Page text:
And herein lies the twist of my personal situation. In an ideal world, I would teach my son to think critically with no reference to religion at all. Once he possessed the ability to think critically and make at least semi-independant decisions, I would introduce him to all the religions of the world, explain why people believe in them, and explain why I do not believe in any of them. I would not "preach" atheism, but I sure wouldn't hide my beliefs.

The problem is that my world is anything but ideal. I realized this when I went home for the holidays. The children in my family are indoctrinated with Christian teachings early and frequently. It disturbs me and kind of sickens me, to be honest. But I'm not the type to interfere with how my aunts, uncles and cousins raise their children except when a relative makes a blatant anti-gay or homophobic remark, which I cannot sit by quietly and ignore. For the most part though, I just stay out of it.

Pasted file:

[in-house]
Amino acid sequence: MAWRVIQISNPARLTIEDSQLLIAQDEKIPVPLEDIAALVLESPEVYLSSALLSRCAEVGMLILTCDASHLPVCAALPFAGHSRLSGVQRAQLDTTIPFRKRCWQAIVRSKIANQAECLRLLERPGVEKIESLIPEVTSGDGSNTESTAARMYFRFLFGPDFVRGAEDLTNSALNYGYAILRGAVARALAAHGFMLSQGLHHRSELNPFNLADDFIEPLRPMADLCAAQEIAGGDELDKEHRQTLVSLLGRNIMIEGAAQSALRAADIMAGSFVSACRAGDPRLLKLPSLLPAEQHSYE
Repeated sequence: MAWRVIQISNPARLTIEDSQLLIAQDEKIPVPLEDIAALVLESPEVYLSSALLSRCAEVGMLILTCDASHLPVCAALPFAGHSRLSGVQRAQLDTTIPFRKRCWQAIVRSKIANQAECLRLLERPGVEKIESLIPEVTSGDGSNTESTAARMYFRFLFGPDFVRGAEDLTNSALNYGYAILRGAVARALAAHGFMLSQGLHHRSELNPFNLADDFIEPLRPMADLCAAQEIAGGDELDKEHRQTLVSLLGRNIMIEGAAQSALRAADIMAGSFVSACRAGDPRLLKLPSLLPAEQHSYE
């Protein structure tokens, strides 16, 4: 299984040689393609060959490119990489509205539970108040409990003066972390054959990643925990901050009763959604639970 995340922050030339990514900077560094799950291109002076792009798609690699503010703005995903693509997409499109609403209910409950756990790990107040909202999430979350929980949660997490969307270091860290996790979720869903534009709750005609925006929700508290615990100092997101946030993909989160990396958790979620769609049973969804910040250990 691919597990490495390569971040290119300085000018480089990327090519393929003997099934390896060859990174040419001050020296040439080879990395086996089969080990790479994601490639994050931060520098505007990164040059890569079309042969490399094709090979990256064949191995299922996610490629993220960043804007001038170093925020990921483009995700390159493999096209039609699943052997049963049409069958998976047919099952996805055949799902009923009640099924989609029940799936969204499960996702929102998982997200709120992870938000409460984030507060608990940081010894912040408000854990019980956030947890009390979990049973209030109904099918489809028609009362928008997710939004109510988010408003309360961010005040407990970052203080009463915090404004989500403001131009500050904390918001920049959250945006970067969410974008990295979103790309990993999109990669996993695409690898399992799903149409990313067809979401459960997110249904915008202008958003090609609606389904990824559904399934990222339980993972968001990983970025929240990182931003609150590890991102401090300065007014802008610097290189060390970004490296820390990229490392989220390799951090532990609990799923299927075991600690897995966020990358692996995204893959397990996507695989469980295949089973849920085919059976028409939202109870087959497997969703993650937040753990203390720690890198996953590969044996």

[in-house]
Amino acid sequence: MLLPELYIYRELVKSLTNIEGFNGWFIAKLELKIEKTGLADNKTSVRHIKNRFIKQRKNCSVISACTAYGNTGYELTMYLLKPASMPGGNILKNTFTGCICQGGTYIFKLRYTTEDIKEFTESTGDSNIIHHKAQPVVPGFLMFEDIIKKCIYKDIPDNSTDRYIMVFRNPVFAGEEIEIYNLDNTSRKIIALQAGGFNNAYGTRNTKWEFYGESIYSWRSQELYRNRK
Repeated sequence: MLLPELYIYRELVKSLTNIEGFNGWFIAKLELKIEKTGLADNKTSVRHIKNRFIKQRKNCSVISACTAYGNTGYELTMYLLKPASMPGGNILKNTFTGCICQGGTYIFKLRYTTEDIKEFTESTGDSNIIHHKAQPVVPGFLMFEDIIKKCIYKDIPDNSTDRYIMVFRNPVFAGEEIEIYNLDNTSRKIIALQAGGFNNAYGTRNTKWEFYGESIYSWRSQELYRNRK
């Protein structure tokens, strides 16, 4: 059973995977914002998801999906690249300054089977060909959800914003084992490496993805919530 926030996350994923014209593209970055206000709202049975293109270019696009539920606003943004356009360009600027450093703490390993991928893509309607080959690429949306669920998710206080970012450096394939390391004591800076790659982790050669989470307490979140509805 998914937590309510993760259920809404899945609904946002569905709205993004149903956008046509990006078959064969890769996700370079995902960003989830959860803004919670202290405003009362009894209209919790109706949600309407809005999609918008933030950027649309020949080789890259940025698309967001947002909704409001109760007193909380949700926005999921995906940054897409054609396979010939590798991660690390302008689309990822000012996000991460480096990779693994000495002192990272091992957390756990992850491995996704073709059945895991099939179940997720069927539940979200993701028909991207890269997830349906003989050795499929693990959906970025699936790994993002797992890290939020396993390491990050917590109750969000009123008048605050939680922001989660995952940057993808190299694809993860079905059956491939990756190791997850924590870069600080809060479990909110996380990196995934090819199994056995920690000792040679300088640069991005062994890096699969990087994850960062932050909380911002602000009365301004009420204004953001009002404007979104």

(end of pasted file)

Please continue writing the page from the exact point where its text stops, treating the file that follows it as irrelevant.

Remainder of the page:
What really troubles me is that they don't keep these teachings within their own family. They pray aloud for my son to "develop a personal relationship with Jesus Christ," give him Christian-themed toys, and preach Christianity to all the children in the family as soon as they understand language (even before they understand language in a lot of cases). This is highly disturbing to me, but it does not anger me because I understand where they're coming from. They sincerely believe that all non-Christians will burn in Hell for eternity. In fact, I'm pretty sure that most of them are completely unaware that I am an atheist, since they don't talk to me about religion at all. My parents hide that fact, and I don't flaunt it, mostly because I don't want them trying to convert me. I know they do it out of love, but that doesn't make it any less troublesome.